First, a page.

The rowing season is nearing its climax as the Washington men’s and women’s teams compete this weekend at California’s Lake Natoma. But the Huskies, ranked nationally in the top five, are also looking ahead toward the national championships.
The Washington men’s and women’s crew teams head to Northern California this weekend looking to take home titles from the Pacific Coast Rowing Championship and Pac-12 Championship regattas.
The UW men, ranked third nationally, are defending six straight conference championships. The Huskies swept all five races last year at Lake Natoma, one of the country’s premier rowing venues.
Washington, which has won five consecutive national men’s titles, will face stiff competition in the No. 2 Cal Bears, who defeated the Huskies by a half-second April 23 in a head-to-head dual. But the UW men have their sights set on next month’s national championships.
“The Pac-12 Championships are another important milepost in a rowing season,” UW men’s head coach Michael Callahan said in a news release. “As always, it will be a very tough, close competition and we’ll need to row very well to achieve the goal of winning a championship.”
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The men will race their first, second and third varsity eights, a freshman eight and a varsity four down the 2,000-meter course at the Pac-12 Championships on Sunday. UW is fielding an open eight and two open fours in Saturday’s Pacific Coast Rowing Championships, the lesser of the weekend’s two regattas.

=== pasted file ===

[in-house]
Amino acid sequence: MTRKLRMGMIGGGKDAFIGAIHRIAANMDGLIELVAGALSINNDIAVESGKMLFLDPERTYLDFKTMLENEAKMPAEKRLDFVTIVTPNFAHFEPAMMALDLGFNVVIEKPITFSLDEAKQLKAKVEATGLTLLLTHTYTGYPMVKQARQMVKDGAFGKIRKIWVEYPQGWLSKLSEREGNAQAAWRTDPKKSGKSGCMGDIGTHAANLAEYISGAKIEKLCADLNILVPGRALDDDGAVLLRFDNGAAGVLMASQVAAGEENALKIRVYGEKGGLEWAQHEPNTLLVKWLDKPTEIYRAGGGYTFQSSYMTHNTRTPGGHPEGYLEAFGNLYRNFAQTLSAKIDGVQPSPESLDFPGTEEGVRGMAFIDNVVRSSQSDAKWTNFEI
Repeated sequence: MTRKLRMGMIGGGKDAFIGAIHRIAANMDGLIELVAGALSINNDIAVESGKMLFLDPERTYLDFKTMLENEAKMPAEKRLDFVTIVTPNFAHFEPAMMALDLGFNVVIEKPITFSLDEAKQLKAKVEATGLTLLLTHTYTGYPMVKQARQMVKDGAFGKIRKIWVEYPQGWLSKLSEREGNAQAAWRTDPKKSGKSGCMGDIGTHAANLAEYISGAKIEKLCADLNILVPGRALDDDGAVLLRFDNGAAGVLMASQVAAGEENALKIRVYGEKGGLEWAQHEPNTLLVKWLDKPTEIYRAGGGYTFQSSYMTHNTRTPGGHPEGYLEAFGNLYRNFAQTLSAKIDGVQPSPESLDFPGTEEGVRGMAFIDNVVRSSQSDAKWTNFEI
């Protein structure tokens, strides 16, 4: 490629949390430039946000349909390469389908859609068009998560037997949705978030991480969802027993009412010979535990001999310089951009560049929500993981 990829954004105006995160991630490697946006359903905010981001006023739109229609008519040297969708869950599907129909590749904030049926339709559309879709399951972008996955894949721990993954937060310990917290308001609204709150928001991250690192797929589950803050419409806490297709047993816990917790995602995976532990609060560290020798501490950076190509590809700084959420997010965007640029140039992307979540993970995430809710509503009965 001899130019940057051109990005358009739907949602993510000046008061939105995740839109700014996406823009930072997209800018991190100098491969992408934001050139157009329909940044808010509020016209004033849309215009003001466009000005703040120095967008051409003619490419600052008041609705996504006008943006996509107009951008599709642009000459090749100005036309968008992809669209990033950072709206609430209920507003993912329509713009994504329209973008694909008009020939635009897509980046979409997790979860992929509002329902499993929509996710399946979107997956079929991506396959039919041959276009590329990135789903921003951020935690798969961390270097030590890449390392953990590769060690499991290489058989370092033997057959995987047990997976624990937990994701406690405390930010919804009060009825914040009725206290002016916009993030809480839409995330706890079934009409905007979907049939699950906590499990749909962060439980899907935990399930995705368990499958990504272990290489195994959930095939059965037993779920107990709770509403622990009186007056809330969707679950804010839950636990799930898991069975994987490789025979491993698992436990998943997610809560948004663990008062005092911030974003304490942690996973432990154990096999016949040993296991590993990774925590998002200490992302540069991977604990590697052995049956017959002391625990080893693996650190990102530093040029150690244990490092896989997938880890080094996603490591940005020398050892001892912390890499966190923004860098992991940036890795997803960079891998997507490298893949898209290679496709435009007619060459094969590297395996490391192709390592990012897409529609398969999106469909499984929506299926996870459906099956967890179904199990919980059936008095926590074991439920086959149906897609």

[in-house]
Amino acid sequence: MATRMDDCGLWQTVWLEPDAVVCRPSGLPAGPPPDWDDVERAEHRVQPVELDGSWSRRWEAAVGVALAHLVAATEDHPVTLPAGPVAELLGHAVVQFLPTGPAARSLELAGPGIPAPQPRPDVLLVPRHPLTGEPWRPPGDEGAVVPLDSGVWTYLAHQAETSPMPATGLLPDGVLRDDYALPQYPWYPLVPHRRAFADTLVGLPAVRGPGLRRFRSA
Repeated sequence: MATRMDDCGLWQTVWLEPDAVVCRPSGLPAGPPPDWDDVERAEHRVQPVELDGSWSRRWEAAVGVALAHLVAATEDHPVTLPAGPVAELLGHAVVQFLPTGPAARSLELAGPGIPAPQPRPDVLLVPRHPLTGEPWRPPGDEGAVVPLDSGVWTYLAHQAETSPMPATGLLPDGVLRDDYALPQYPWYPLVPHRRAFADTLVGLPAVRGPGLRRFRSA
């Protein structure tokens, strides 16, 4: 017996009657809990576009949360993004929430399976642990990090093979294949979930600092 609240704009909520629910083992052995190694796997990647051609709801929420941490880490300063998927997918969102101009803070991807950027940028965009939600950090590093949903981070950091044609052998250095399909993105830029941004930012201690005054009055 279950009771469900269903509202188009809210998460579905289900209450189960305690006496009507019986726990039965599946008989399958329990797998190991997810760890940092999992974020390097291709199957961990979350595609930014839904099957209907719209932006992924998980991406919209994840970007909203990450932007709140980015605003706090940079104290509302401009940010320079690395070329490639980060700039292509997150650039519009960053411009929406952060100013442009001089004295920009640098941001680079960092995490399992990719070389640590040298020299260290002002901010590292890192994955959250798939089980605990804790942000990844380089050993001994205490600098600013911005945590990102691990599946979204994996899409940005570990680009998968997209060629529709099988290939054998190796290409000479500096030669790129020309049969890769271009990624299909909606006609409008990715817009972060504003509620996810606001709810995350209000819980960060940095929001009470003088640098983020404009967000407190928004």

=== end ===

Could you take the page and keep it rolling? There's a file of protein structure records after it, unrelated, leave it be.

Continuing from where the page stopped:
Washington’s women are sending their first, second and third varsity eights to the Pac-12 Championships, along with a varsity four. On Saturday, the Washington women are racing just one open eight in the PCRCs.
“Our clear goal is to win the Pac-12 Championship,” said Conor Bullis, UW’s interim women’s head coach. “I think it’s going to come down to the varsity eight for us. It has been very close between California, Stanford and us. And you never know, we have not seen USC race in a while.
“It is going to be one 2K race and everybody can throw it down as hard as they can to see how fast they can go,” Bullis continued. “I think all boats will be close to peak at that point. It is going to be very exciting to see who wins that race.”
The UW women head to Lake Natoma ranked fourth nationally, having swept their races at last week’s Windermere Cup regatta on Seattle’s Montlake Cut.
UW finished second last year at Pac-12s, just 1.5 points behind Cal in the team standings, though the varsity eight — the top boat in both men’s and women’s rowing — finished third. While the Huskies have finished second in three of the past four years, the women haven’t won an overall conference title since 2003.